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Mayor Rick Blangiardi says he wants the Honolulu rail project to stop before Ala Moana

Crews prepare the truss near Pearl Harbor station
Robert ʻAukai Reynolds
City & County of Honolulu; Honolulu Authority for Rapid Transportation
Crews prepare the truss near Pearl Harbor station

Honolulu Mayor Rick Blangiardi’s second State of the City speech outlined plans for a $4.1 billion budget. But he also made a surprise announcement about a revised recovery plan for Honolulu’s rail project — a plan he is submitting to the Federal Transit Administration in June.

Blangiardi said he wants the city’s rail project to stop before the route reaches Ala Moana — in Kakaʻako.

He stressed that the FTA has not yet signed off on the plan, but he contrasted the existing Full Funding Grant Agreement, or FFGA, signed by Mayor Peter Carlisle in 2012.

The original plan calls for 20 miles of rail, 21 stations, and 20 four-car trains traveling from East Kapolei through downtown Honolulu to Ala Moana Center.

"In submitting our recovery plan to the FTA, we will propose that we amend the FFGA to the following scope: 18.75 miles or 19 stations. Build it from East Kapolei through downtown, to the Civic Center Station — which is approximately Halekauwila and South Street — which is 1.25 miles and two stations short of Ala Moana Center," he said.

Blangiardi says the plan also defers the construction of the $330 million Pearl Highlands parking garage.

The proposed changes — along with expected revenue sources — bring the expected costs under $10 billion, he said.

"Now the current combined state GET/TAT, and the new city TAT, the FFGA $1.55 billion, and the city’s original commitment of $214 million will provide approximately $9.8 billion in projected funds, and consequently this also provides us the financial capacity needed to complete the project as we are proposing," he said.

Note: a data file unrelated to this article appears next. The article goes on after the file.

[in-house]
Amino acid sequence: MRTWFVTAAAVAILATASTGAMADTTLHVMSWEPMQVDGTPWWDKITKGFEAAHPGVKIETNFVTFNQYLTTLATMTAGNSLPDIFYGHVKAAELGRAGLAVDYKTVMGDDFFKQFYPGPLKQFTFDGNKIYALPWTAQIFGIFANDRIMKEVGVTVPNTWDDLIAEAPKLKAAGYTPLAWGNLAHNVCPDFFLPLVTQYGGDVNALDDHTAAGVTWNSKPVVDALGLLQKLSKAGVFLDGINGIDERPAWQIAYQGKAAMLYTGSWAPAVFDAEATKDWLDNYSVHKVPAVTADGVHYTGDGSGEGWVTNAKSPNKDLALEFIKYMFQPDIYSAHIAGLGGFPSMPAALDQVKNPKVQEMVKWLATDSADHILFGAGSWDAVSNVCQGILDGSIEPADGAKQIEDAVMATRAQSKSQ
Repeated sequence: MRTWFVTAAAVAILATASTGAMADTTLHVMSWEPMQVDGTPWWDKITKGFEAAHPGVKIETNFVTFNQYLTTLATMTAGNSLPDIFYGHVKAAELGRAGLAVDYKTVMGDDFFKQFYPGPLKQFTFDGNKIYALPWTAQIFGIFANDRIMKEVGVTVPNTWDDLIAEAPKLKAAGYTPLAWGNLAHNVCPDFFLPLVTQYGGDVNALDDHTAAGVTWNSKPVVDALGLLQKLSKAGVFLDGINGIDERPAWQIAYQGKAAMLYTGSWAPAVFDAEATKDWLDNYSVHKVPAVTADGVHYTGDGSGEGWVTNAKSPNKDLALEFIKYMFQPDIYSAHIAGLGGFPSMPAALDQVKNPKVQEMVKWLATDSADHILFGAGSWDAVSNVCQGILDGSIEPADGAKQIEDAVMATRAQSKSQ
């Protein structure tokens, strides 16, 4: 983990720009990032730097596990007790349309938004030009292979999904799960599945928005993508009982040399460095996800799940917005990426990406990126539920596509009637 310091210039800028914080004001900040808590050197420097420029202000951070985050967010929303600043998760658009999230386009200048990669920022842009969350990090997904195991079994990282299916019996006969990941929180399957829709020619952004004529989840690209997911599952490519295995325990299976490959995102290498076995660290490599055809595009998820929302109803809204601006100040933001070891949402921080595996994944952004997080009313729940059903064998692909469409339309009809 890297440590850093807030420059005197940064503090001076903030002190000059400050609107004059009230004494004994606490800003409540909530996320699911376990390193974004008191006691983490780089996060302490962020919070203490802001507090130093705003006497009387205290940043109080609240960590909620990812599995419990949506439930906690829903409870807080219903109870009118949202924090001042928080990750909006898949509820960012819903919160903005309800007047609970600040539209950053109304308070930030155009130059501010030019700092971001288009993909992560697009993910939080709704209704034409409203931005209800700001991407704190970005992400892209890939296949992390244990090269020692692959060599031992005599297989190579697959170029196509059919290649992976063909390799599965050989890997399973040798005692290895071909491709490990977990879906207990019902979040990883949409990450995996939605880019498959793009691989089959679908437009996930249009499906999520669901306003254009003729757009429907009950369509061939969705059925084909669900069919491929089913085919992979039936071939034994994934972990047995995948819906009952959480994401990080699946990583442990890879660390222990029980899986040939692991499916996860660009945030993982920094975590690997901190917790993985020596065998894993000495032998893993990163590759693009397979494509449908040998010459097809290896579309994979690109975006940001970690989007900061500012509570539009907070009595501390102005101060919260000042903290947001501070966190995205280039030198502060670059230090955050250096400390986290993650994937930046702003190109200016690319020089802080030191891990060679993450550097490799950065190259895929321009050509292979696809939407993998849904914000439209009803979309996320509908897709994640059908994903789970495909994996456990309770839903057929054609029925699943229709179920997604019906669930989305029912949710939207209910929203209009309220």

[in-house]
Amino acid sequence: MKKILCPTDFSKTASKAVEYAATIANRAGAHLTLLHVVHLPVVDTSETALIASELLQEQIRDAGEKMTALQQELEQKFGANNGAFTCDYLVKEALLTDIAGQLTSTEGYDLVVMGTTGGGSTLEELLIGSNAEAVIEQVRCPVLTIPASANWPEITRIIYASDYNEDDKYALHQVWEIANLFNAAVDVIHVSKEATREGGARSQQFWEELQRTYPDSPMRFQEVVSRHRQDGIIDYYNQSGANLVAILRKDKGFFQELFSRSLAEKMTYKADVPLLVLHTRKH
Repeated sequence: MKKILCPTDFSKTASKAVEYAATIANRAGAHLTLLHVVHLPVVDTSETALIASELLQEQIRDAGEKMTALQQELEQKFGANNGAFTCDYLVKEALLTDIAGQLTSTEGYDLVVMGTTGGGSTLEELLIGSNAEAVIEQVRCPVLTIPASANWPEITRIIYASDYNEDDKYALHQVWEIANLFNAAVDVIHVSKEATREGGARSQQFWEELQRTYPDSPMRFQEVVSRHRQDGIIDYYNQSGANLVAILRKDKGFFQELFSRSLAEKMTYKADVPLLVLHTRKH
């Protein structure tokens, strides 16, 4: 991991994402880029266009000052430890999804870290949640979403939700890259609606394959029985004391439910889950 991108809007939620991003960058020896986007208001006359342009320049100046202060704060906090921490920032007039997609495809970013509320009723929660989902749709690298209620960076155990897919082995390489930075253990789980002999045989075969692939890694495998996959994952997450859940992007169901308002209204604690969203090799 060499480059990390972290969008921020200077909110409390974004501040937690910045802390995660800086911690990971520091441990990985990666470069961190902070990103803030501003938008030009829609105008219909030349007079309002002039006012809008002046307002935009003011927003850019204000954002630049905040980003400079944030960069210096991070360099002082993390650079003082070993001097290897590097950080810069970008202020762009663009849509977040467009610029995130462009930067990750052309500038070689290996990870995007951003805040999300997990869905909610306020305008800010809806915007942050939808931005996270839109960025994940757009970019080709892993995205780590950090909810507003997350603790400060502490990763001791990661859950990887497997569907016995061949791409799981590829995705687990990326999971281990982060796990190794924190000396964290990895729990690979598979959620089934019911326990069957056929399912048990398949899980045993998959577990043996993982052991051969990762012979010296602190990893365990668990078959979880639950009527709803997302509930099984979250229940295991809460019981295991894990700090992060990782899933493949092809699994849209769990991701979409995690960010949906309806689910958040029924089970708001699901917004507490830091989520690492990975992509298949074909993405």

The revised plan "represents $9.1 billion in construction, and $650 million in financing costs with a little cushion," he said Tuesday.

A 2012 estimate was about $5 billion. In 2021, it was expected to cost as much as $12.4 billion.

While Blangiardi says the revised plan shortens the rail line, it doesn’t rule out the possibility of extending it.

"We still believe in a future connection someday of rail to UH Mānoa. But for now, we must move forward with a project that is functional and within the city’s financial means."

He said the revised plan still includes stops near major employment centers such as Pearl Harbor, the airport, and downtown Honolulu.

Honolulu Authority for Rapid Transportation

In the meantime, Blangiardi says the rail authority is resolving wheel alignment issues. He anticipates interim service of the rail line, from Kapolei to Aloha Stadium, to begin at the end of this year or early 2023.

So far, 75% of the rail’s guideway is completed, and the city has received 18 car trains.

As for the rest of his budget plans, the mayor said he wants to address homelessness, build more affordable housing, and improve infrastructure and city operations.

Read the entire State of the City in the box below or click here to open a new tab.

Casey Harlow was an HPR reporter and occasionally filled in as local host of Morning Edition and All Things Considered.
Bill Dorman has been the news director at Hawaiʻi Public Radio since 2011.
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